Connecting with the neighbours

Researching the family tree comes up with plenty of “is this why” and “what if” moments. Here’s one I did recently.

The Neve family is one of the lines coming under closer examination after making contact with the Cullum cousins. With a few more dates and details to work from, it was possible to work backwards from 2 x great uncle William Cullum’s wife Sarah Ann Margaret Neve, find her parents Robert and Elizabeth in the census records in Norwich, and their likely marriage entry. Only likely, as Robert’s surname appears just as ‘N’! But then working forwards again, looking at their offspring came up with something that must be more than coincidence.

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Grappling with the new TreeSync

The new 2012 UK version of Family Tree Maker (FTM) arrived on Saturday. The Platinum edition comes with 6 months access to Premium membership – parish records, occupations and all other UK records as well as the standard Births, Marriages, Deaths and Census (link to order FTM from Amazon). Here’s a piece on my experience and thoughts so far.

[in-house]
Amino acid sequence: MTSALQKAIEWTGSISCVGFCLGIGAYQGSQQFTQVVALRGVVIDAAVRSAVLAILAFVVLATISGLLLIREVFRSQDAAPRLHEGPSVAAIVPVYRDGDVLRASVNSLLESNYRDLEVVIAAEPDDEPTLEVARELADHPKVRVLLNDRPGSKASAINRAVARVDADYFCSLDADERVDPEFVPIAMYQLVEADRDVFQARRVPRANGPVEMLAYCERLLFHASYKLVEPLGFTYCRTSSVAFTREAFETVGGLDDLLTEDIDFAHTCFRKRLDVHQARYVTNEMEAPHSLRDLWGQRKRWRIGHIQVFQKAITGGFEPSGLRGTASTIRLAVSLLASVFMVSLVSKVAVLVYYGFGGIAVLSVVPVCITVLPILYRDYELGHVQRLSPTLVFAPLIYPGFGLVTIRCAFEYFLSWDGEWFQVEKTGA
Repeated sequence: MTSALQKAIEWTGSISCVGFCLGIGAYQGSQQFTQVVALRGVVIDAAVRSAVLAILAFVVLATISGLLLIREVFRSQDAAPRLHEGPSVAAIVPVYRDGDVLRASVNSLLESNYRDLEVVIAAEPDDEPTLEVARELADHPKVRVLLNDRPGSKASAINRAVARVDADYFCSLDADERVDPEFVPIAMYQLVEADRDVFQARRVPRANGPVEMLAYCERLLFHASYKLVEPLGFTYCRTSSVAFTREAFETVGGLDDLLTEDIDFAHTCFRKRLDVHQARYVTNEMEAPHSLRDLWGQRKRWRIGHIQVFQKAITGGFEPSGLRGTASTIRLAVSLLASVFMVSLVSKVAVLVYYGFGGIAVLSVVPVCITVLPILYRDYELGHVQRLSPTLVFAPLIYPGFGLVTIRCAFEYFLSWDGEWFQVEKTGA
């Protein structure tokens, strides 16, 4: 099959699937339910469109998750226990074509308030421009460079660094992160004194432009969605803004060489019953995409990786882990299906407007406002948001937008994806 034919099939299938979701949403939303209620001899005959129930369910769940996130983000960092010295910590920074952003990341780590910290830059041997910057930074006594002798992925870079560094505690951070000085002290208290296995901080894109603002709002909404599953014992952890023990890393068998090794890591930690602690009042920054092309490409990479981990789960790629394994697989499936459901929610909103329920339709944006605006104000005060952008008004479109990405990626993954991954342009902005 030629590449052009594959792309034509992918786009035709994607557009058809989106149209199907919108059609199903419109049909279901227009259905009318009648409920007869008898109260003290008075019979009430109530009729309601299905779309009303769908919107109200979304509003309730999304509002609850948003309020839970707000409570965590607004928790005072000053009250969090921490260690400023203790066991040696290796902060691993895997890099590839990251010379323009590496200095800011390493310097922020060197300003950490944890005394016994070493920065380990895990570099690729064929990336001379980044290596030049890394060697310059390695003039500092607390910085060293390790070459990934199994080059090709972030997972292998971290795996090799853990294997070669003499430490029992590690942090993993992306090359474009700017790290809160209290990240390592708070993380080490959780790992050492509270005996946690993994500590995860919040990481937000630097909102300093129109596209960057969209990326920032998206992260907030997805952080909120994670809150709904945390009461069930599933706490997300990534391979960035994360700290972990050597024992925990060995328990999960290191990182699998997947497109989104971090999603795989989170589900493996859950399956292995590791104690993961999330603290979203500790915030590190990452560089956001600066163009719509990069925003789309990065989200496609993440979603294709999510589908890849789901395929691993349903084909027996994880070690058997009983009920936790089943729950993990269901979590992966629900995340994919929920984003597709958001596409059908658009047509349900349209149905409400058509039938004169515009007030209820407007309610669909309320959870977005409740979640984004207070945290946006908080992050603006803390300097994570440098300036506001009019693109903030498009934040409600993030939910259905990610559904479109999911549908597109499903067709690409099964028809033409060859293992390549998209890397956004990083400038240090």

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One family history TV show ends, another starts

The latest series of Who Do You Think You Are finished last night with Tracey Emin discovering her gipsy roots. Available on iPlayer until 10pm 19th October (2011).

So the Yesterday channel has timed a new family history programme well, starting next week. With the title ‘Find My Past’, this is closely connected to the genealogy website of that name, which says: “Each week, we take three members of the public on a journey to discover how they are related to someone from a significant historical event, by searching the records on” More about the TV programme. Ten part series on 9pm, Thursdays starting 20th October. I doubt it will have the production values of the BBC series, but looks plausible.

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Booth’s London survey south of the river

Last night’s Who Do You Think You Are? kicked off with Len Goodman checking out his Bethnal Green roots, and the area’s living conditions through Booth’s survey into life and labour in London (1886-1903). I’ve had the start of a short item on Booth’s survey lurking here for months, so a good time to get it out and give it some attention.

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